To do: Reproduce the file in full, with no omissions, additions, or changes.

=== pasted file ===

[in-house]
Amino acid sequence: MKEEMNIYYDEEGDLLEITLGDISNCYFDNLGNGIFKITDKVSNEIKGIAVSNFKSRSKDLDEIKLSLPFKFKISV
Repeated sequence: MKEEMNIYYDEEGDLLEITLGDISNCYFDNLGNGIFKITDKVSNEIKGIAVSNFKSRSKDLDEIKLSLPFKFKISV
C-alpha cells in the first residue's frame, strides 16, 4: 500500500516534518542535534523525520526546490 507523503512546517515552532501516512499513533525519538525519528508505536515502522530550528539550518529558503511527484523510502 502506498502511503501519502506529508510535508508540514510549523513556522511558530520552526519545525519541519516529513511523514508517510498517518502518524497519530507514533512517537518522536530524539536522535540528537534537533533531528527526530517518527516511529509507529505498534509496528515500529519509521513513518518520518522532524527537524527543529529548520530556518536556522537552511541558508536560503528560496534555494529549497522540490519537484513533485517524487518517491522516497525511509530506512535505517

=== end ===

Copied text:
[in-house]
Amino acid sequence: MKEEMNIYYDEEGDLLEITLGDISNCYFDNLGNGIFKITDKVSNEIKGIAVSNFKSRSKDLDEIKLSLPFKFKISV
Repeated sequence: MKEEMNIYYDEEGDLLEITLGDISNCYFDNLGNGIFKITDKVSNEIKGIAVSNFKSRSKDLDEIKLSLPFKFKISV
C-alpha cells in the first residue's frame, strides 16, 4: 500500500516534518542535534523525520526546490 507523503512546517515552532501516512499513533525519538525519528508505536515502522530550528539550518529558503511527484523510502 502506498502511503501519502506529508510535508508540514510549523513556522511558530520552526519545525519541519516529513511523514508517510498517518502518524497519530507514533512517537518522536530524539536522535540528537534537533533531528527526530517518527516511529509507529505498534509496528515500529519509521513513518518520518522532524527537524527543529529548520530556518536556522537552511541558508536560503528560496534555494529549497522540490519537484513533485517524487518517491522516497525511509530506512535505517